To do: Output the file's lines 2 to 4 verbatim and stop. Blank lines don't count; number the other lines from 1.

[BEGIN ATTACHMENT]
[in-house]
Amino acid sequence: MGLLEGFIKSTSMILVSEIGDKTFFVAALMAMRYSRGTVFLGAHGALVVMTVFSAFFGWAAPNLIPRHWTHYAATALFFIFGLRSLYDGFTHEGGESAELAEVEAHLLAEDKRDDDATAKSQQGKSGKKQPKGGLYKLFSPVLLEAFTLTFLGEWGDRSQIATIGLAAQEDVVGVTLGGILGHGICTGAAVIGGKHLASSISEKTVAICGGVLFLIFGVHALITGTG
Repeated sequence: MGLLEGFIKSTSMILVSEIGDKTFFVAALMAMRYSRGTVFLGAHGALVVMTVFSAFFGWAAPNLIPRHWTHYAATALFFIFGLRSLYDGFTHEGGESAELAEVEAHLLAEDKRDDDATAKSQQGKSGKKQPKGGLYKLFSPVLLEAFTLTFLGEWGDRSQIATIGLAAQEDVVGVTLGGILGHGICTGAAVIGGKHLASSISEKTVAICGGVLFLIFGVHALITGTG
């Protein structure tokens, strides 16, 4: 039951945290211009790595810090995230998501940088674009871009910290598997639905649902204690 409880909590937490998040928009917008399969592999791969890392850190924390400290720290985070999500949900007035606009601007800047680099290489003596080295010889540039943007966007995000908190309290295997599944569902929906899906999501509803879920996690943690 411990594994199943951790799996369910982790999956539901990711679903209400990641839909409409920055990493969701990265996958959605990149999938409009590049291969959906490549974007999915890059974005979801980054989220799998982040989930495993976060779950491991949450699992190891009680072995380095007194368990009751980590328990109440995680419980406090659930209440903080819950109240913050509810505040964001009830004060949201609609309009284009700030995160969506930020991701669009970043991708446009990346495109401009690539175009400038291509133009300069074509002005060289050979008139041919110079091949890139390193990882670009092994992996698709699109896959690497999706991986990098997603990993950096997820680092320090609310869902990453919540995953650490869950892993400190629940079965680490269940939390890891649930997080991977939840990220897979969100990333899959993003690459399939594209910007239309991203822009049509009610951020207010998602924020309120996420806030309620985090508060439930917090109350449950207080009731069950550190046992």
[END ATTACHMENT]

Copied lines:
Amino acid sequence: MGLLEGFIKSTSMILVSEIGDKTFFVAALMAMRYSRGTVFLGAHGALVVMTVFSAFFGWAAPNLIPRHWTHYAATALFFIFGLRSLYDGFTHEGGESAELAEVEAHLLAEDKRDDDATAKSQQGKSGKKQPKGGLYKLFSPVLLEAFTLTFLGEWGDRSQIATIGLAAQEDVVGVTLGGILGHGICTGAAVIGGKHLASSISEKTVAICGGVLFLIFGVHALITGTG
Repeated sequence: MGLLEGFIKSTSMILVSEIGDKTFFVAALMAMRYSRGTVFLGAHGALVVMTVFSAFFGWAAPNLIPRHWTHYAATALFFIFGLRSLYDGFTHEGGESAELAEVEAHLLAEDKRDDDATAKSQQGKSGKKQPKGGLYKLFSPVLLEAFTLTFLGEWGDRSQIATIGLAAQEDVVGVTLGGILGHGICTGAAVIGGKHLASSISEKTVAICGGVLFLIFGVHALITGTG
């Protein structure tokens, strides 16, 4: 039951945290211009790595810090995230998501940088674009871009910290598997639905649902204690 409880909590937490998040928009917008399969592999791969890392850190924390400290720290985070999500949900007035606009601007800047680099290489003596080295010889540039943007966007995000908190309290295997599944569902929906899906999501509803879920996690943690 411990594994199943951790799996369910982790999956539901990711679903209400990641839909409409920055990493969701990265996958959605990149999938409009590049291969959906490549974007999915890059974005979801980054989220799998982040989930495993976060779950491991949450699992190891009680072995380095007194368990009751980590328990109440995680419980406090659930209440903080819950109240913050509810505040964001009830004060949201609609309009284009700030995160969506930020991701669009970043991708446009990346495109401009690539175009400038291509133009300069074509002005060289050979008139041919110079091949890139390193990882670009092994992996698709699109896959690497999706991986990098997603990993950096997820680092320090609310869902990453919540995953650490869950892993400190629940079965680490269940939390890891649930997080991977939840990220897979969100990333899959993003690459399939594209910007239309991203822009049509009610951020207010998602924020309120996420806030309620985090508060439930917090109350449950207080009731069950550190046992």